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Identifying the musician with the music - how does it work?


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I am always curious (as a semi retired muso myself) , how people identify musicians as having a style or belonging in a genre(s).

Do you wait for the music media, or marketing blurb to tell you where the music/musician belongs?

Do you make decisions on the style of music based on a first impression or after some extensive listening?

What makes the "style" of a musician obvious? Are there elements of style you view as being objective or black  and white?

Which musicians seem to defy categories and why?

 

Or perhaps you dont care! 😆

 

This question came about when I received some formal feedback on my own playing and identity as a player that really shocked me.  Firstly because it surprised me that such categorisation seemed necessary at all and secondly that it seemed to be based on an aesthetic that I personally only partially identify with.

It may surprise some of you to learn that musicians in my experience can be amongst the quickest to categorise musicians into pigeon holes and can be the least discriminating and perceptive listeners in that regard - due possibly to the egocentric limits of their own eclecticism.

 

I know there are some seriously discriminating listeners here.....

 

 

 

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I find Marillion defy categorisation since Steve Hogarth joined the band, their music is so different on every album.

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  • 2 weeks later...

How do you categories someone like John McLaughlin, Chick Corea or Keith Jarrett. Which would be the correct pigeon hole for Ry Cooder or Damon Albarn? Most musicians will create their own style, whether conforming to a genre or bending it, or even fusing multiple genres, but nonetheless create a style that is identifiable to them. Those mentioned above, and many others, will will keep you in suspense as to what their next output will deliver.

 

Genres may be helpful in searching for music you are typically likely to find agreeable, but it can't be the be all and end all. For example, I like jazz, but obviously there is some jazz I find unappealing. Inversely, I find country music utterly boring, yet there are a number of country artists whose output I enjoy greatly. Genres are genres and styles are styles, in the end no two people will ever agree on where all musicians belong. Best bet is not to get hung up on branding.

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Man, this is one of the things that really annoys me about sorting my digital music collection... Genres. Although not the same thing as a musician's or band's "style". Many, if not most, performers play multiple music genres, but mostly within their own style. Take one classic blues songs, and ten artists that have performed it, and they'll all sound different. I think of style as more akin to different peoples handwriting. All ten sentences say the same thing, but they all look different on paper. But that's not to say that they can't play in different styles, much the same as you can change your handwriting, if you want to. Like when you used to forge mums handwriting and signature on a sick note for school.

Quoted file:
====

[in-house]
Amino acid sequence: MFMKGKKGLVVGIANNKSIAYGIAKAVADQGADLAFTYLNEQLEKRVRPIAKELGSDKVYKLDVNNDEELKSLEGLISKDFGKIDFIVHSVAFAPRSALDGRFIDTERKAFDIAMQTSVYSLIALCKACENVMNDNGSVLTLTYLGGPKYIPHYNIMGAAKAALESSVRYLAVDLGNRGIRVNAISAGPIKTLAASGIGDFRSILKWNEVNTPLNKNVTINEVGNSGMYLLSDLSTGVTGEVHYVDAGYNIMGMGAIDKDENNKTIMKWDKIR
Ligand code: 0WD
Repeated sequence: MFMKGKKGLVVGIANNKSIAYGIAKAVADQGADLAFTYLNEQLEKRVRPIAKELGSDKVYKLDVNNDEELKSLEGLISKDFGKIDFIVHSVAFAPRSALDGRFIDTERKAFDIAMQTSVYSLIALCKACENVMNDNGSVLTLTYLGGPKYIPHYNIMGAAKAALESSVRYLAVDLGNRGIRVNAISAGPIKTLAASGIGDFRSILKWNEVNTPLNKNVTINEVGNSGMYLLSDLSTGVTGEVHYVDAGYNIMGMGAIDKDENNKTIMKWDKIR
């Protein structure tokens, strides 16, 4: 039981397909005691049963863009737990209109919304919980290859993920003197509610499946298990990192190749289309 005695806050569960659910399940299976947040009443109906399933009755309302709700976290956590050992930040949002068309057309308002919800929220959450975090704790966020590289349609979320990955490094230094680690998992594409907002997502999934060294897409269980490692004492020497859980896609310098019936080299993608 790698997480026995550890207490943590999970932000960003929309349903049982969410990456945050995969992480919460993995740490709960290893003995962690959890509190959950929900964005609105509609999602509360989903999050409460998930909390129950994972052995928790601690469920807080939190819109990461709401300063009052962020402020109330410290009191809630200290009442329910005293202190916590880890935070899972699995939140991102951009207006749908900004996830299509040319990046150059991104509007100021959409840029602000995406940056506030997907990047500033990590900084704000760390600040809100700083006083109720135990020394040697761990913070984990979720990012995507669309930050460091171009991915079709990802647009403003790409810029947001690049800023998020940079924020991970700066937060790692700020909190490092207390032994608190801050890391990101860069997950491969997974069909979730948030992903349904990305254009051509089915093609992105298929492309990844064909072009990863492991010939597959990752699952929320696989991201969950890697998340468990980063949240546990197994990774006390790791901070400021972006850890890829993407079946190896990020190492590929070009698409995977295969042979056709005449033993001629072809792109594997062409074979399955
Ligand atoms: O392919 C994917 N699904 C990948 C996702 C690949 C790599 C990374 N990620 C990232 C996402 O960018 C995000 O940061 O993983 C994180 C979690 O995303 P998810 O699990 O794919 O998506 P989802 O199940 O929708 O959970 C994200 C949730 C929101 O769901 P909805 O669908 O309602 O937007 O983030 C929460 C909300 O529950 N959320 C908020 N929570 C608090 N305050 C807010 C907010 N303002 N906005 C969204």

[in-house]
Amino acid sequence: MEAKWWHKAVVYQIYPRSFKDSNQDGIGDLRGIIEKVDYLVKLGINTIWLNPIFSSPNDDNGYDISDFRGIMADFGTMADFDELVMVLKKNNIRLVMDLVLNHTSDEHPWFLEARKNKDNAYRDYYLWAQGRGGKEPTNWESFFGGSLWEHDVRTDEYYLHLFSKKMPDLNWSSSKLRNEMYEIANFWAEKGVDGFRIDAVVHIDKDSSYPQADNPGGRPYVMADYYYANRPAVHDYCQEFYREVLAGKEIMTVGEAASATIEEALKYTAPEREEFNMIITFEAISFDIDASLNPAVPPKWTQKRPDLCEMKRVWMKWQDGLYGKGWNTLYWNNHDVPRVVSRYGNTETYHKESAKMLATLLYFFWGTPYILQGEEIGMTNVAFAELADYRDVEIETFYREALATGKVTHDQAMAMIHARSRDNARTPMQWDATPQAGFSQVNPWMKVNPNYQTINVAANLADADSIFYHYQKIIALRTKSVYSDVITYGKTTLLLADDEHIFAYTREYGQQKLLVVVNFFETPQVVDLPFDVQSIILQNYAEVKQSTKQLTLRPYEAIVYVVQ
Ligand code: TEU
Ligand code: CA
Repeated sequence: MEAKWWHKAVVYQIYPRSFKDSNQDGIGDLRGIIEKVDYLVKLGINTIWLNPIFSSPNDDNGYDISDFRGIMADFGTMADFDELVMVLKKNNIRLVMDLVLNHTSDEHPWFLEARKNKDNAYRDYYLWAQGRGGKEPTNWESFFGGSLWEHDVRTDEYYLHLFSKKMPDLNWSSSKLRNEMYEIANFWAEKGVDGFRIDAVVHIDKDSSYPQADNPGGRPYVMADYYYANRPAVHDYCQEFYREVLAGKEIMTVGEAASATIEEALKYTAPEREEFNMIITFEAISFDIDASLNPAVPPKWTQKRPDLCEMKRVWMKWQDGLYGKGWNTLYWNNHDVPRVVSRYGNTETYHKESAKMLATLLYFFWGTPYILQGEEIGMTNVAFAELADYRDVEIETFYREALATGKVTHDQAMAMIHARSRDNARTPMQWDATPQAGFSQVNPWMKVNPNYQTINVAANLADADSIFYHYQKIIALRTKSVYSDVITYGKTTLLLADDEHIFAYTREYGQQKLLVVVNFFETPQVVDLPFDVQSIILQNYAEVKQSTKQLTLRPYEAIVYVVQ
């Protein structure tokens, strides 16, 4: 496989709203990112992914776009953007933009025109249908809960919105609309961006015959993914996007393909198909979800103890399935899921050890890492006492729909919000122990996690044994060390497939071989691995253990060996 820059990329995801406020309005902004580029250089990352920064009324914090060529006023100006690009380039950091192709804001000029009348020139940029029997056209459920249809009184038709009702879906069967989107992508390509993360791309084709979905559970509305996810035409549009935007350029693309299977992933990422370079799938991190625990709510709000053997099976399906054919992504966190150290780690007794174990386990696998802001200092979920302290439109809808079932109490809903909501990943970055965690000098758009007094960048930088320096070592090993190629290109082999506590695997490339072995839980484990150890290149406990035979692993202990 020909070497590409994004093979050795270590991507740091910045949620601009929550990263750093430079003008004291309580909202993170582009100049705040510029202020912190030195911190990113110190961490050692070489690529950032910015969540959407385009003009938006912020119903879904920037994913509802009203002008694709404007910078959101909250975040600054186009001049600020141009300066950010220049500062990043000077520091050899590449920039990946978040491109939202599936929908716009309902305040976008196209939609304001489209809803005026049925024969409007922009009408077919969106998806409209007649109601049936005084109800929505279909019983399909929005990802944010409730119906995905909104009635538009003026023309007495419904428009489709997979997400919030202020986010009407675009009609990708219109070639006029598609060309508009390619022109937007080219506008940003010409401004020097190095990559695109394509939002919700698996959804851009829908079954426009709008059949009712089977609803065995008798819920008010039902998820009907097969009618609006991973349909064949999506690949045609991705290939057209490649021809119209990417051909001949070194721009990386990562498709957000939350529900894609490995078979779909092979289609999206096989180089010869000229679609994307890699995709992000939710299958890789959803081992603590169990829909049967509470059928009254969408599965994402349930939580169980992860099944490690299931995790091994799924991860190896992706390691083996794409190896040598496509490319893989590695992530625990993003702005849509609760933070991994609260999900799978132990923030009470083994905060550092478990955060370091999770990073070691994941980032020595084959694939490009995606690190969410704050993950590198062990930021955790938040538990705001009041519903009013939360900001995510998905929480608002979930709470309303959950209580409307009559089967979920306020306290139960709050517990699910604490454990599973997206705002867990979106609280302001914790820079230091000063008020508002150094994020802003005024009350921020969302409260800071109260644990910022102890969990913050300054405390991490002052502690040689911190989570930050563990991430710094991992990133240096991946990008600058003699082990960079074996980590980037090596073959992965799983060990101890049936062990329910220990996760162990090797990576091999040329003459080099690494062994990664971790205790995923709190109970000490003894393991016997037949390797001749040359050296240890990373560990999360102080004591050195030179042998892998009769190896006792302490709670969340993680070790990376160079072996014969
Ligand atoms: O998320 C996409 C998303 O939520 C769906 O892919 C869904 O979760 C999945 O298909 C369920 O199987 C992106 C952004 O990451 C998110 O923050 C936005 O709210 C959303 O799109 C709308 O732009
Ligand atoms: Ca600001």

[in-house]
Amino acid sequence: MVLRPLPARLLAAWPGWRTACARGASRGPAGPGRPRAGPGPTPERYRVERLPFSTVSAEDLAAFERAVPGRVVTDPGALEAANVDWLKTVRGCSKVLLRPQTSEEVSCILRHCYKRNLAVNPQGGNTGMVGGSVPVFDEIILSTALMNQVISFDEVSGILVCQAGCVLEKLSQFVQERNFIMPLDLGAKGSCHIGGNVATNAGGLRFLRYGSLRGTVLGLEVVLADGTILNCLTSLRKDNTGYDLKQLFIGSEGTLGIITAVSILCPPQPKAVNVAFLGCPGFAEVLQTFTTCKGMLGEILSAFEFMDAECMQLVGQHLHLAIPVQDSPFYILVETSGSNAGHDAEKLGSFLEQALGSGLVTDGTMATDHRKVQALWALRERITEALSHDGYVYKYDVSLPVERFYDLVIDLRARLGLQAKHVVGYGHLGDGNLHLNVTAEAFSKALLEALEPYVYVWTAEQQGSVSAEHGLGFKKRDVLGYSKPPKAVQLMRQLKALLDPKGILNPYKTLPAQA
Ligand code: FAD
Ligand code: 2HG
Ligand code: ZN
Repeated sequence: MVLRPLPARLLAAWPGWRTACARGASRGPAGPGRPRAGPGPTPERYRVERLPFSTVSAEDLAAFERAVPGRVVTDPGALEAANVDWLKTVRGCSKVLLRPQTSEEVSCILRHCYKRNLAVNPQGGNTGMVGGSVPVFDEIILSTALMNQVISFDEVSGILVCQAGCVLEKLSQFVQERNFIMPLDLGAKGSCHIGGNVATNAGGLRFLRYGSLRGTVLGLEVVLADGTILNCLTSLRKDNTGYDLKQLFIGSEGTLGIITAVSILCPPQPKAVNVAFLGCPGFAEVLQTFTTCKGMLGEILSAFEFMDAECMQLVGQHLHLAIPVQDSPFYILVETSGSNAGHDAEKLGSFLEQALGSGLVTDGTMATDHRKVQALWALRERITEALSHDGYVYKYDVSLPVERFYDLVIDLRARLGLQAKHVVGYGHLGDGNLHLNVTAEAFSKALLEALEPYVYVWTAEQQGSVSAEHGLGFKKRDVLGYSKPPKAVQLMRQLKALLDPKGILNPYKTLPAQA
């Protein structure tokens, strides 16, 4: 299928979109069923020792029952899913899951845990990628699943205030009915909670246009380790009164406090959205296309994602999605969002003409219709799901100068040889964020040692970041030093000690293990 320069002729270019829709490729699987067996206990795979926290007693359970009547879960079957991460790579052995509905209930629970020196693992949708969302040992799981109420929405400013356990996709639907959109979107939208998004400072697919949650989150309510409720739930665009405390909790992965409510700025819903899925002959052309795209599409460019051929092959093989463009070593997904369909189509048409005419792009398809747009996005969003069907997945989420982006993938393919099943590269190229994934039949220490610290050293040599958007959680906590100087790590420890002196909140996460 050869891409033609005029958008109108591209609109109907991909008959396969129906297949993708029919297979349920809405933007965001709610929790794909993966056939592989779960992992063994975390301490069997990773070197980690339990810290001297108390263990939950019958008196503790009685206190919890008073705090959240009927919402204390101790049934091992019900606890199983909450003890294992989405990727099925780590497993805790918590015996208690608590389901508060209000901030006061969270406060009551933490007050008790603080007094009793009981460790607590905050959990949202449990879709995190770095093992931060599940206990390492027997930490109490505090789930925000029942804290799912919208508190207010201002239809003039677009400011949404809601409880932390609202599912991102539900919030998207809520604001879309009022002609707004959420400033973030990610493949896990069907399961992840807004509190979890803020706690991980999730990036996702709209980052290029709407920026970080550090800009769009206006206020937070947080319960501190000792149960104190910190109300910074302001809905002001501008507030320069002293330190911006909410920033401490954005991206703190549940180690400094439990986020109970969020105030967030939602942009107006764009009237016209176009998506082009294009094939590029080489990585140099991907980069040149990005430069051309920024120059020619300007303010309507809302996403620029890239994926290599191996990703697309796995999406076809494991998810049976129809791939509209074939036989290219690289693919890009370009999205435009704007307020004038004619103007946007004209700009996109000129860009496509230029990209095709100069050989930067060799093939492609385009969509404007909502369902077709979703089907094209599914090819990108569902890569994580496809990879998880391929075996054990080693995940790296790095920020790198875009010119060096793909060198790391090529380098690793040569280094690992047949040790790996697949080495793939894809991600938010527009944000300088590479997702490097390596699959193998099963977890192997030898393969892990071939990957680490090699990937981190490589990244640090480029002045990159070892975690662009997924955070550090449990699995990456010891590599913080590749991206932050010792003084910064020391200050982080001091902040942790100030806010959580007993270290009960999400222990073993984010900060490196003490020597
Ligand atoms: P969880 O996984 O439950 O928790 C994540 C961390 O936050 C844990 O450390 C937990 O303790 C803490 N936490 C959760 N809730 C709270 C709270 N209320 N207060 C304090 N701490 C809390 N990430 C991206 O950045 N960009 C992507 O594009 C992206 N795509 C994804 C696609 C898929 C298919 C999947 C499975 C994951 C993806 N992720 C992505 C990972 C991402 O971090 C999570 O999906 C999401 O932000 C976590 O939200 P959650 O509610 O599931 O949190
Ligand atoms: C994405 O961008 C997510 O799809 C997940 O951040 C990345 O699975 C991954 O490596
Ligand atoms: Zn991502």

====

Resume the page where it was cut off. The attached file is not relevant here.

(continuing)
But you get your nice flashy software, that neatly tags music files with infinite detail, and they include this field "Genre". I can sit there and listen to an album three times and come up with three different Genres; Blues, Southern Blues, Delta Blues, Blues Rock. or just Rock.. etc.. etc.. And then the album will have songs that are across all of those, and also include one Rock and Roll song. Do you think that I might have a 'slight' OCD problem?

 

Sometimes I contemplate selecting all albums (well over 4,000), clicking on edit, and deleting the "Genre" tag completely.. Nah, too big a leap for me.. LOL

 

 

Edited by bob_m_54
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Haha, I just remembered my younger brother's version of Genre, back in the days when we used to cruise around in our EH Holdens, playing cassettes at very loud and extremely low-fi levels. Pick up one of his tapes and written on the label "$h1t hot rock"... but he did have good taste in music LOL

Edited by bob_m_54
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On 11/11/2020 at 1:19 AM, t_mike said:

Most musicians will create their own style, whether conforming to a genre or bending it, or even fusing multiple genres, but nonetheless create a style that is identifiable to them. Those mentioned above, and many others, will will keep you in suspense as to what their next output will deliver.

Exactly. The "being indentifiable to them"  is the key bit.  What kind of things make it identifiable? Is it all about "the sound"?

 

And identifiable to who?

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On 02/11/2020 at 9:26 AM, gator2310 said:

how people identify musicians as having a style or belonging in a genre(s).

 

I don't believe you should.  Many musicians have released music way outside the genres that made them famous.  Two female examples,  Linda Ronstadt , who did some fabulous Jazz albums.   Also, Judith Durham from the Seekers, also does Gospel, and Jazz

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